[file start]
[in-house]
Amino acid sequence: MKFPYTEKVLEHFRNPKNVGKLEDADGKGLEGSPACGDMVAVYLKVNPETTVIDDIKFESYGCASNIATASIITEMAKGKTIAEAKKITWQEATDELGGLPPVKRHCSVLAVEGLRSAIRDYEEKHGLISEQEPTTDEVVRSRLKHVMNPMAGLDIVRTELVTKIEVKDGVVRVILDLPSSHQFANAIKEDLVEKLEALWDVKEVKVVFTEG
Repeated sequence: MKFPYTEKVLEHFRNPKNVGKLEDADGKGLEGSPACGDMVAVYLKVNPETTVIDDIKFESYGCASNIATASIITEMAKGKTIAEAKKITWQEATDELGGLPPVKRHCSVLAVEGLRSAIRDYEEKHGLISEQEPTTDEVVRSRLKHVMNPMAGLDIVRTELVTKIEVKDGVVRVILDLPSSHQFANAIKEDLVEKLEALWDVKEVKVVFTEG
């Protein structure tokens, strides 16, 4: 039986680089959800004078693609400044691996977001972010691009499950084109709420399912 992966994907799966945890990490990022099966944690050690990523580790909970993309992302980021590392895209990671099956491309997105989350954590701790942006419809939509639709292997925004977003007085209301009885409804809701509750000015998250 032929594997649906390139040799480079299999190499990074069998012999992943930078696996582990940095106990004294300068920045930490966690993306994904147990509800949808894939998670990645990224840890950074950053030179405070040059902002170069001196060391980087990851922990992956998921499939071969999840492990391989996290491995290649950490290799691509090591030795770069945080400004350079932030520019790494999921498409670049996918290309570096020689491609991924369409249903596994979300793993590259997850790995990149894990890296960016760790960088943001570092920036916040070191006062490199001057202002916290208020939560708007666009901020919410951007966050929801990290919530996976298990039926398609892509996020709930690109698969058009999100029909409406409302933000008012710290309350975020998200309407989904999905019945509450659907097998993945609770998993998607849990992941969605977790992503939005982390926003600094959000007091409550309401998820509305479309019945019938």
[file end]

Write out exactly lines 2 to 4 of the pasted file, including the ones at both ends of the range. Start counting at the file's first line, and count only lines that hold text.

Amino acid sequence: MKFPYTEKVLEHFRNPKNVGKLEDADGKGLEGSPACGDMVAVYLKVNPETTVIDDIKFESYGCASNIATASIITEMAKGKTIAEAKKITWQEATDELGGLPPVKRHCSVLAVEGLRSAIRDYEEKHGLISEQEPTTDEVVRSRLKHVMNPMAGLDIVRTELVTKIEVKDGVVRVILDLPSSHQFANAIKEDLVEKLEALWDVKEVKVVFTEG
Repeated sequence: MKFPYTEKVLEHFRNPKNVGKLEDADGKGLEGSPACGDMVAVYLKVNPETTVIDDIKFESYGCASNIATASIITEMAKGKTIAEAKKITWQEATDELGGLPPVKRHCSVLAVEGLRSAIRDYEEKHGLISEQEPTTDEVVRSRLKHVMNPMAGLDIVRTELVTKIEVKDGVVRVILDLPSSHQFANAIKEDLVEKLEALWDVKEVKVVFTEG
């Protein structure tokens, strides 16, 4: 039986680089959800004078693609400044691996977001972010691009499950084109709420399912 992966994907799966945890990490990022099966944690050690990523580790909970993309992302980021590392895209990671099956491309997105989350954590701790942006419809939509639709292997925004977003007085209301009885409804809701509750000015998250 032929594997649906390139040799480079299999190499990074069998012999992943930078696996582990940095106990004294300068920045930490966690993306994904147990509800949808894939998670990645990224840890950074950053030179405070040059902002170069001196060391980087990851922990992956998921499939071969999840492990391989996290491995290649950490290799691509090591030795770069945080400004350079932030520019790494999921498409670049996918290309570096020689491609991924369409249903596994979300793993590259997850790995990149894990890296960016760790960088943001570092920036916040070191006062490199001057202002916290208020939560708007666009901020919410951007966050929801990290919530996976298990039926398609892509996020709930690109698969058009999100029909409406409302933000008012710290309350975020998200309407989904999905019945509450659907097998993945609770998993998607849990992941969605977790992503939005982390926003600094959000007091409550309401998820509305479309019945019938």